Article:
Another issue is the attempt by the anti-car fanatics to screw up our traffic on behalf of the bicycle fantasy. The city’s main industry is tourism with millions of people driving into the city every year; all deliveries to city stores and businesses are made by truck; there are 460,150 motor vehicles registered in SF; there are more than 1000 Muni vehicles on city streets. If you screw up traffic for those wicked automobiles, you are going to screw up the city’s economy.

Ross votes like a Republican on development issues---the aforementioned Rincon Hill, the Market/Octavia Plan, and UC’s rip-off of the property on lower Haight Street for a massive housing project.

(please answer yes or no and include an explanation only if necessary):

1. Do you support capital punishment (the death penalty)?

2. Do you support a woman's right to choose a safe and legal abortion?

3. Do you support Affirmative Action?
No. We need to adopt a class-based system of aid for poor and working people, not a race-based system.

4. Do you support same gender marriage?

5. Do you oppose privatization of essential government services and the outsourcing of public and private sector jobs, and support vocational retraining, income support and health care for workers who lose their jobs due to globalization?
Since you’re packing several unrelated questions into one here, I’m going to answer “no” to this one. City government is not a jobs program---more than 27,000 city employees is ridiculous---and sometimes the taxpayers can be better served by outsourcing.

6. Do you support reducing prison overcrowding and the drain on our economy by decreasing penalties for minor drug offenses and other victimless crimes, making the punishment fit the crime?
Yes, more or less.

7. Do you support the implementation of community-based policing to break down barriers between law enforcement officers and the people they serve, and to curtail police misconduct?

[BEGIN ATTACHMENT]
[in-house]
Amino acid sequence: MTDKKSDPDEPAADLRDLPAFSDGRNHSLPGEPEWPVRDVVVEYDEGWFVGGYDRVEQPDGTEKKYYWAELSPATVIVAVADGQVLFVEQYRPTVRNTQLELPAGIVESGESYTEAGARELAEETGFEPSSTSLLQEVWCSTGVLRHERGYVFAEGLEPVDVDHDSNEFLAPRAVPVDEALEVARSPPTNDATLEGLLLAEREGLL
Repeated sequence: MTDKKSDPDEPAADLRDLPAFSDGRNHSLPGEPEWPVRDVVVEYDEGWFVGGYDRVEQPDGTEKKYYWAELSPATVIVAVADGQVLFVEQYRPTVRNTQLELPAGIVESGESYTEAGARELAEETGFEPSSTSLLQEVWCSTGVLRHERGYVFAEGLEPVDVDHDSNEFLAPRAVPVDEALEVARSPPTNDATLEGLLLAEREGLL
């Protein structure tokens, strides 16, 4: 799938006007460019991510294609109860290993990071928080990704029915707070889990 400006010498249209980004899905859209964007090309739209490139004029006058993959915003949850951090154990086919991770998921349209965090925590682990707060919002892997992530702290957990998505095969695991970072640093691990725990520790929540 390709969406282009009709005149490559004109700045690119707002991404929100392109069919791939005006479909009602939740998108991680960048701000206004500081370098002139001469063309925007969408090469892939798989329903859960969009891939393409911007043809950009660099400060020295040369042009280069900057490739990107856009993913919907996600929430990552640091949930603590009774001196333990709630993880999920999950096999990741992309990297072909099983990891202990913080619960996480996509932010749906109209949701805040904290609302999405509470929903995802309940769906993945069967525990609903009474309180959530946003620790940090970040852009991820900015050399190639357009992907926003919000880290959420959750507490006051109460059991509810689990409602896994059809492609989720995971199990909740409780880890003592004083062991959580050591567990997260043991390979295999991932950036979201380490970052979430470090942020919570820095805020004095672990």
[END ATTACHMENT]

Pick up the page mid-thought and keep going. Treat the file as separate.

Of course, but this proposition is so abstract even Republicans can support it.

8. Will you oppose anti-worker initiatives that seek to undermine the ability of union leaders to carry out the will of their members and engage in political activities?

9. Do you support and encourage increased and expedited processing of applications for citizenship, family reunification and naturalization?

10. Do you support increasing the construction of affordable housing to alleviate and prevent homelessness, and develop supportive housing with continuum of care services to help homeless people re-establish themselves as self-sufficient contributors to society?
This is a muddled, agenda-laden question. “Continuum of care” was the name of the unsuccessful way SF was dealing with homelessness before Care Not Cash, which I support. I also support Mayor Newsom’s other initiatives on homelessness, like supportive housing, Homeward Bound, and Project Homeless Connect.

11. Do you support the many lifesaving programs of the Violence against Women Act (VAWA), including the educational and preventative programs, especially for those who are at higher risk for sexual and domestic violence?
Probably, but I’m not familiar with the programs you refer to.

12. Do you support repeal of the Ellis Act?
No, I don’t think it’s necessary to repeal the Ellis Act to protect people from unfair evictions.

13. Do you support or oppose the following local measures on the November 2008 ballot?

a. SF General Bond
b. Affordable Housing Fund
c. Clean Energy Act
d. JROTC in SF Schools
14. Do you support or oppose the following statewide ballot measures on the November 2008 ballot?

a. Proposition 1 – High Speed Rail
b. Proposition 4 – Parental Consent/Restriction on Teen Choice

c. Proposition 5 – Nonviolent Offender Reforms
I’m not familiar with this proposition.
d. Proposition 8 – Same Sex Marriage Ban

Thank you for your time. We look forward to seeing you on August 9, 2008.